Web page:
Paradise-Engineering and the Post-Darwinian Transition
The Hedonistic Imperative
The case for paradise-engineering

The Hedonistic Imperative outlines how genetic engineering and nanotechnology will abolish suffering in all sentient life.

        The abolitionist project is hugely ambitious but technically feasible. It is also instrumentally rational and ethically mandatory. The metabolic pathways of pain and malaise evolved because they served the fitness of our genes in the ancestral environment. They will be replaced by a different sort of neural architecture. States of sublime well-being are destined to become the genetically pre-programmed norm of mental health. The world's last unpleasant experience will be a precisely dateable event.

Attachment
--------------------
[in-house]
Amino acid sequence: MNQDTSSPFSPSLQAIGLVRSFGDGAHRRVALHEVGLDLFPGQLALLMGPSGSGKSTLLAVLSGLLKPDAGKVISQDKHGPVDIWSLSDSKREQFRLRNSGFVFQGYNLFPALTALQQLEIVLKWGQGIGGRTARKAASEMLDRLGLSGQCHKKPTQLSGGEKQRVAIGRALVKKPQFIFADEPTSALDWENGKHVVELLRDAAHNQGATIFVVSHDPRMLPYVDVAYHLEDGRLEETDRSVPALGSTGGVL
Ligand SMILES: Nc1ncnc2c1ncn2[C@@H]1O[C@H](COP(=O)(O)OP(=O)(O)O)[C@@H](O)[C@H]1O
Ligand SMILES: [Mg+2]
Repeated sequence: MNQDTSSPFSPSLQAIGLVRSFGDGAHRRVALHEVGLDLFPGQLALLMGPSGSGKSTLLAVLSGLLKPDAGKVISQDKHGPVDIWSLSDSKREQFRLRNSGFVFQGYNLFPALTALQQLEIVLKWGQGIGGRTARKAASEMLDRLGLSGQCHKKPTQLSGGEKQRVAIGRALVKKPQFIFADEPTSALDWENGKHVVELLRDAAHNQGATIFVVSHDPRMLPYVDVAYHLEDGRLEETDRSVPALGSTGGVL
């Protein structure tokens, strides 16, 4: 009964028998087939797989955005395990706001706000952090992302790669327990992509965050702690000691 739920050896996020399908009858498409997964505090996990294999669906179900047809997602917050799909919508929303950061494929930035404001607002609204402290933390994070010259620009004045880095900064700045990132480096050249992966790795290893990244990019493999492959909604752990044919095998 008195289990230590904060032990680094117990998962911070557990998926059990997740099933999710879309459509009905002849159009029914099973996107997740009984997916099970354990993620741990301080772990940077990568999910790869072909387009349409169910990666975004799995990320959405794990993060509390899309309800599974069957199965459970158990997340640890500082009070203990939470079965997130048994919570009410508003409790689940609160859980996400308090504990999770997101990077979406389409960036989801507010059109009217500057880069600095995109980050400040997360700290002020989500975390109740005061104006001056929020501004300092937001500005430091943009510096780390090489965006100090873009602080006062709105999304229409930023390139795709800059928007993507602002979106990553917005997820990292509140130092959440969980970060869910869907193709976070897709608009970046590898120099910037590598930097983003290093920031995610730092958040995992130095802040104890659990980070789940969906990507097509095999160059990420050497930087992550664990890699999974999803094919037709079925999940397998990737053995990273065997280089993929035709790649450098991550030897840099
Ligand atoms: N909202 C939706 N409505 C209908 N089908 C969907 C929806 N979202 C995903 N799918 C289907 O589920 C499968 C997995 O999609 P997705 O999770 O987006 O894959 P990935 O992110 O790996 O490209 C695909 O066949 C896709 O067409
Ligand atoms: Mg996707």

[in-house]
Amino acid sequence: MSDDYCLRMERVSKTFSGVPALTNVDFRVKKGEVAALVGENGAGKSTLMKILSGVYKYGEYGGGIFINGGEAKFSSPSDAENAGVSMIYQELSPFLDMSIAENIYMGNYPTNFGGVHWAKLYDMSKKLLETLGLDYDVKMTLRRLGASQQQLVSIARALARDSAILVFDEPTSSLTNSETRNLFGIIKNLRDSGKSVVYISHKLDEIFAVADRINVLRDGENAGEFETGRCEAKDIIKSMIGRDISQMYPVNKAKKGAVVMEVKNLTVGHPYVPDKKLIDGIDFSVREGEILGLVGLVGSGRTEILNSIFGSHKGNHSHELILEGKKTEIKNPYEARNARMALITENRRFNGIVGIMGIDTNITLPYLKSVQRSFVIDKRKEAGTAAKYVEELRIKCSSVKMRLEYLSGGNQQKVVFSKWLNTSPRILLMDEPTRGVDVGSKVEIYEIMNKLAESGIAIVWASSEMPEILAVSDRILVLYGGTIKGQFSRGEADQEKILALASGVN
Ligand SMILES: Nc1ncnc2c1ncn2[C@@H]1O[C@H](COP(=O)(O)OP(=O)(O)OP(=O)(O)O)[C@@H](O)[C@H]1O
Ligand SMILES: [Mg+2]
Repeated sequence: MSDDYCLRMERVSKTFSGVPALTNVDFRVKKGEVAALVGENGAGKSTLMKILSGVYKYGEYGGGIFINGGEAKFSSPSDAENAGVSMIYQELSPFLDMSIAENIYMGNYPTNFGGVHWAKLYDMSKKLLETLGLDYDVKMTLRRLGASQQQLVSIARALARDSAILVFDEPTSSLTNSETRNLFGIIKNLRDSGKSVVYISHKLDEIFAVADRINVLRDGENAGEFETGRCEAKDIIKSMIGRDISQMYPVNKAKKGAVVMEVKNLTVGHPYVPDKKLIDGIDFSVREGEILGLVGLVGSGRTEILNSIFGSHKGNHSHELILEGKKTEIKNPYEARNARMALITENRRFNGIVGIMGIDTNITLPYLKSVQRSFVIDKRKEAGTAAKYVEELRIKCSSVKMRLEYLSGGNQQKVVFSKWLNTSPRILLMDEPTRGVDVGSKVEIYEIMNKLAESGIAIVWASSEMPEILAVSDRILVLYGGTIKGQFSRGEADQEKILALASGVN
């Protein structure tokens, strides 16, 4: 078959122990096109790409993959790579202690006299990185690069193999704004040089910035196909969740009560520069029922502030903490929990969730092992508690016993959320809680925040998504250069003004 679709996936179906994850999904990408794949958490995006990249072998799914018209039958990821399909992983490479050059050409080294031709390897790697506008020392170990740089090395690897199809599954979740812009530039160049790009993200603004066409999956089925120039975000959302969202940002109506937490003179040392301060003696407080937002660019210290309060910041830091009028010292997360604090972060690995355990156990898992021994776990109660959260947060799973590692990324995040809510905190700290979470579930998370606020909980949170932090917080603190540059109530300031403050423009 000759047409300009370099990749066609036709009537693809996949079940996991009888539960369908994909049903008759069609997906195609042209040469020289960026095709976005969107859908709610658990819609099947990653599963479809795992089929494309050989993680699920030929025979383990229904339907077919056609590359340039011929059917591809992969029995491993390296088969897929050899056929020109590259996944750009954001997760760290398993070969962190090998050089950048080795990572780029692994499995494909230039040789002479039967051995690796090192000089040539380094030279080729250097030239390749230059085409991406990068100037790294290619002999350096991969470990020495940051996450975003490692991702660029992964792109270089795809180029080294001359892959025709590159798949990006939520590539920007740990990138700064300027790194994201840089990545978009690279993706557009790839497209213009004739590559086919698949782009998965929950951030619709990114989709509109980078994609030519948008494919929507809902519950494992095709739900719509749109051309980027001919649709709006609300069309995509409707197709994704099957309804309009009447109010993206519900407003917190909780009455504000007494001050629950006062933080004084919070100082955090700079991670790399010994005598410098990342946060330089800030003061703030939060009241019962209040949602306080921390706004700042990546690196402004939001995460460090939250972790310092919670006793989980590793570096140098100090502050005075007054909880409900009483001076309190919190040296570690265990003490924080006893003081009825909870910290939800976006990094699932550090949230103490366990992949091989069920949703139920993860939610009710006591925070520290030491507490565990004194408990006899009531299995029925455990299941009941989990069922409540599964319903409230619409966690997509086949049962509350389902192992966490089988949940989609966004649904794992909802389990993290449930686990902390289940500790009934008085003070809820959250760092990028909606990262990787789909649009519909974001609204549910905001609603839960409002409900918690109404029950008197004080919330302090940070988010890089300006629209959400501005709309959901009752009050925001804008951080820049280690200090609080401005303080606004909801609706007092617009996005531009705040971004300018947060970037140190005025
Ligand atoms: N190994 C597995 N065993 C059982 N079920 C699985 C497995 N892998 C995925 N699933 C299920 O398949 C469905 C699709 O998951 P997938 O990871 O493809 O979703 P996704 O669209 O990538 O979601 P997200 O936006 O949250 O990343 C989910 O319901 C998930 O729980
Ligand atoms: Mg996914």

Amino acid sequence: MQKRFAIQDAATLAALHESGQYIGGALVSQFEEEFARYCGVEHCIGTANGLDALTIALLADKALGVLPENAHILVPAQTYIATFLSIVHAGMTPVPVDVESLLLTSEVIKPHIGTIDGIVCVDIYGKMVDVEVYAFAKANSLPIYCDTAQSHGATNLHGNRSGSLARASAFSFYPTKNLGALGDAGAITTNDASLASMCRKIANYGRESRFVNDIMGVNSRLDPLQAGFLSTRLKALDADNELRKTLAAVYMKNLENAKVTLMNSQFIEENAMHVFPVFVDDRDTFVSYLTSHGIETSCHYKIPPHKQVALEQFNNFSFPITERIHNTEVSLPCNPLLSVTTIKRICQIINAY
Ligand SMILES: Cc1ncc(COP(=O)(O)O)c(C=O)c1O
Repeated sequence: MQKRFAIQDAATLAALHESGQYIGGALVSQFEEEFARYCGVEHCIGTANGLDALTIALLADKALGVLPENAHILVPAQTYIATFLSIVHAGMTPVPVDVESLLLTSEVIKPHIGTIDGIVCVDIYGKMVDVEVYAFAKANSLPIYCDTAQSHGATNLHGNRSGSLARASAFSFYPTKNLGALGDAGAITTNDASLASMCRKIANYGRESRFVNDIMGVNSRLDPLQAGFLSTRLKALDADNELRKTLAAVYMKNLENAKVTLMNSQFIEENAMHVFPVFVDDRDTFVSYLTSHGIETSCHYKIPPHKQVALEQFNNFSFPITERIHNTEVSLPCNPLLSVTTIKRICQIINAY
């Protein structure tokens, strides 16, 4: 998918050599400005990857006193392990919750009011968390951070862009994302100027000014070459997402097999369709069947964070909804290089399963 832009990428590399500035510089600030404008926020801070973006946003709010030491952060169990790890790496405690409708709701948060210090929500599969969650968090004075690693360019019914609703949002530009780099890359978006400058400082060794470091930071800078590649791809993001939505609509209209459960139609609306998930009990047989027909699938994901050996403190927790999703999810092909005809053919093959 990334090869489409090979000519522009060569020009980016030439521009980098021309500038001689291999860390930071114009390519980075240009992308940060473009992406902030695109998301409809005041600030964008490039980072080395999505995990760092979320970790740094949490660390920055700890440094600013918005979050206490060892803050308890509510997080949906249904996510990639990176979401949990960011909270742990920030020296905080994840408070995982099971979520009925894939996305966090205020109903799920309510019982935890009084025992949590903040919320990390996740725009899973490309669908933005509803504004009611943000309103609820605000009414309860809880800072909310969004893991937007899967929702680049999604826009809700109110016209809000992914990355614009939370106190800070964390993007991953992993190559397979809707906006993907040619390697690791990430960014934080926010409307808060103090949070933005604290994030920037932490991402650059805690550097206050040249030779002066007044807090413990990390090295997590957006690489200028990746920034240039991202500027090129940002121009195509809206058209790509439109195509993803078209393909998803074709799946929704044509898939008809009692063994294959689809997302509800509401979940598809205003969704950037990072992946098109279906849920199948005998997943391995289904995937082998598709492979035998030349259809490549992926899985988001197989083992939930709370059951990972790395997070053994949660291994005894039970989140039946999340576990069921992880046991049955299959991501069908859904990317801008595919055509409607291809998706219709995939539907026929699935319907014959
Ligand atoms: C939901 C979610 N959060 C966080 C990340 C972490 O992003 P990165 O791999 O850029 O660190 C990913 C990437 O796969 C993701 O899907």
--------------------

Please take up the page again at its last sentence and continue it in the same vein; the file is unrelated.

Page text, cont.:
Two hundred years ago, powerful synthetic pain-killers and surgical anesthetics were unknown. The notion that physical pain could be banished from most people's lives would have seemed absurd. Today most of us in the technically advanced nations take its routine absence for granted. The prospect that what we describe as psychological pain, too, could be banished is equally counter-intuitive. The feasibility of its abolition turns its deliberate retention into an issue of social policy and ethical choice.